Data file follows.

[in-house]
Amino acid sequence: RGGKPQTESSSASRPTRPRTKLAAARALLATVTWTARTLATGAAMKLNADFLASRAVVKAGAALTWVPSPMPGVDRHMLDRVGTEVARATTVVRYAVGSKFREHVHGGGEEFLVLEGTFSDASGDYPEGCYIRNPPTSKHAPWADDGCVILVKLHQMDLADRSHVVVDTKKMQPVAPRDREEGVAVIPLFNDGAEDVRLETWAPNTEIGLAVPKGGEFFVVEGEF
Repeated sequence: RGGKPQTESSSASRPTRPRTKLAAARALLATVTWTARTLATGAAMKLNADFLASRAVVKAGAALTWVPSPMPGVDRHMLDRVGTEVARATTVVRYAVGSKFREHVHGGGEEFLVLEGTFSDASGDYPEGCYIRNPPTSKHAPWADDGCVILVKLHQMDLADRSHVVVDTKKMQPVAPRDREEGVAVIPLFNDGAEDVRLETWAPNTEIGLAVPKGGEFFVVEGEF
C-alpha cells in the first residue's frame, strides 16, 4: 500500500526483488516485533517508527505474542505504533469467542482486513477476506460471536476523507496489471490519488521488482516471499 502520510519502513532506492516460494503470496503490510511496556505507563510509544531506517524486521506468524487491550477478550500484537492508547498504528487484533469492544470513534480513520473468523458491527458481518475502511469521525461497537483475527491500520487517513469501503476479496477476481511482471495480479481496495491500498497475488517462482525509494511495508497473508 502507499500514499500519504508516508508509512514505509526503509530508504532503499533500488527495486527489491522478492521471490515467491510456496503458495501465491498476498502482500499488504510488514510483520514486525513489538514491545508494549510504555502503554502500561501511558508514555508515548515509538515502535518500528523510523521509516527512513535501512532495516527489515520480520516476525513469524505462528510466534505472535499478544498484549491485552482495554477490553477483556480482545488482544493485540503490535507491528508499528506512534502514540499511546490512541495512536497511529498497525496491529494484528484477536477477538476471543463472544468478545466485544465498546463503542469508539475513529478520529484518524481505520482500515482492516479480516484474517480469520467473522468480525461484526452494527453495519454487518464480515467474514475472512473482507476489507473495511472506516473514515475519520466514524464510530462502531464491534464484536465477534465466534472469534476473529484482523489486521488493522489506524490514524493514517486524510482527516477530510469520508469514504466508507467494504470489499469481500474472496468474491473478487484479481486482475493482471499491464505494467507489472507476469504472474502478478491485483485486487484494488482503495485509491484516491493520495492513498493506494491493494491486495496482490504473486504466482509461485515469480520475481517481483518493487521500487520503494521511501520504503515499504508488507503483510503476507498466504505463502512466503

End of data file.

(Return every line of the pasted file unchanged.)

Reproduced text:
[in-house]
Amino acid sequence: RGGKPQTESSSASRPTRPRTKLAAARALLATVTWTARTLATGAAMKLNADFLASRAVVKAGAALTWVPSPMPGVDRHMLDRVGTEVARATTVVRYAVGSKFREHVHGGGEEFLVLEGTFSDASGDYPEGCYIRNPPTSKHAPWADDGCVILVKLHQMDLADRSHVVVDTKKMQPVAPRDREEGVAVIPLFNDGAEDVRLETWAPNTEIGLAVPKGGEFFVVEGEF
Repeated sequence: RGGKPQTESSSASRPTRPRTKLAAARALLATVTWTARTLATGAAMKLNADFLASRAVVKAGAALTWVPSPMPGVDRHMLDRVGTEVARATTVVRYAVGSKFREHVHGGGEEFLVLEGTFSDASGDYPEGCYIRNPPTSKHAPWADDGCVILVKLHQMDLADRSHVVVDTKKMQPVAPRDREEGVAVIPLFNDGAEDVRLETWAPNTEIGLAVPKGGEFFVVEGEF
C-alpha cells in the first residue's frame, strides 16, 4: 500500500526483488516485533517508527505474542505504533469467542482486513477476506460471536476523507496489471490519488521488482516471499 502520510519502513532506492516460494503470496503490510511496556505507563510509544531506517524486521506468524487491550477478550500484537492508547498504528487484533469492544470513534480513520473468523458491527458481518475502511469521525461497537483475527491500520487517513469501503476479496477476481511482471495480479481496495491500498497475488517462482525509494511495508497473508 502507499500514499500519504508516508508509512514505509526503509530508504532503499533500488527495486527489491522478492521471490515467491510456496503458495501465491498476498502482500499488504510488514510483520514486525513489538514491545508494549510504555502503554502500561501511558508514555508515548515509538515502535518500528523510523521509516527512513535501512532495516527489515520480520516476525513469524505462528510466534505472535499478544498484549491485552482495554477490553477483556480482545488482544493485540503490535507491528508499528506512534502514540499511546490512541495512536497511529498497525496491529494484528484477536477477538476471543463472544468478545466485544465498546463503542469508539475513529478520529484518524481505520482500515482492516479480516484474517480469520467473522468480525461484526452494527453495519454487518464480515467474514475472512473482507476489507473495511472506516473514515475519520466514524464510530462502531464491534464484536465477534465466534472469534476473529484482523489486521488493522489506524490514524493514517486524510482527516477530510469520508469514504466508507467494504470489499469481500474472496468474491473478487484479481486482475493482471499491464505494467507489472507476469504472474502478478491485483485486487484494488482503495485509491484516491493520495492513498493506494491493494491486495496482490504473486504466482509461485515469480520475481517481483518493487521500487520503494521511501520504503515499504508488507503483510503476507498466504505463502512466503